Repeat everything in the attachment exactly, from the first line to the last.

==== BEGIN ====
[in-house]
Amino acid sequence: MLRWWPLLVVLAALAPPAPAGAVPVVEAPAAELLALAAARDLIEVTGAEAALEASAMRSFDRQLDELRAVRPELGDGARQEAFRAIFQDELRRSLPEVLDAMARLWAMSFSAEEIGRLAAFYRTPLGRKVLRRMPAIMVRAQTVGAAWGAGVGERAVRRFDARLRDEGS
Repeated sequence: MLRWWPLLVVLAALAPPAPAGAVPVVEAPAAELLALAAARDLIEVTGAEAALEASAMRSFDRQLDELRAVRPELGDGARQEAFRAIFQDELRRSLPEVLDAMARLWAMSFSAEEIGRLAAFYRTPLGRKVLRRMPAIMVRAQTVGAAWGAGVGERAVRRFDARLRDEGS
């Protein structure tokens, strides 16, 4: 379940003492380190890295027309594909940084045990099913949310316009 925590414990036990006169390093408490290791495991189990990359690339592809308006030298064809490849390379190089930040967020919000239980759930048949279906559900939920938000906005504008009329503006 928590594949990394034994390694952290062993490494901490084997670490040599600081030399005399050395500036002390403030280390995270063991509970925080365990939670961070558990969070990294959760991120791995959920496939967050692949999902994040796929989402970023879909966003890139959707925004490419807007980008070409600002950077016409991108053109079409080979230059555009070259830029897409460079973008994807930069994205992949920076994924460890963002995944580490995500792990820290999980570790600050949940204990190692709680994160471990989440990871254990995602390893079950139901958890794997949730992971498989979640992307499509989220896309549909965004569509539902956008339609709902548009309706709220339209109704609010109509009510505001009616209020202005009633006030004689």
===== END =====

[in-house]
Amino acid sequence: MLRWWPLLVVLAALAPPAPAGAVPVVEAPAAELLALAAARDLIEVTGAEAALEASAMRSFDRQLDELRAVRPELGDGARQEAFRAIFQDELRRSLPEVLDAMARLWAMSFSAEEIGRLAAFYRTPLGRKVLRRMPAIMVRAQTVGAAWGAGVGERAVRRFDARLRDEGS
Repeated sequence: MLRWWPLLVVLAALAPPAPAGAVPVVEAPAAELLALAAARDLIEVTGAEAALEASAMRSFDRQLDELRAVRPELGDGARQEAFRAIFQDELRRSLPEVLDAMARLWAMSFSAEEIGRLAAFYRTPLGRKVLRRMPAIMVRAQTVGAAWGAGVGERAVRRFDARLRDEGS
């Protein structure tokens, strides 16, 4: 379940003492380190890295027309594909940084045990099913949310316009 925590414990036990006169390093408490290791495991189990990359690339592809308006030298064809490849390379190089930040967020919000239980759930048949279906559900939920938000906005504008009329503006 928590594949990394034994390694952290062993490494901490084997670490040599600081030399005399050395500036002390403030280390995270063991509970925080365990939670961070558990969070990294959760991120791995959920496939967050692949999902994040796929989402970023879909966003890139959707925004490419807007980008070409600002950077016409991108053109079409080979230059555009070259830029897409460079973008994807930069994205992949920076994924460890963002995944580490995500792990820290999980570790600050949940204990190692709680994160471990989440990871254990995602390893079950139901958890794997949730992971498989979640992307499509989220896309549909965004569509539902956008339609709902548009309706709220339209109704609010109509009510505001009616209020202005009633006030004689």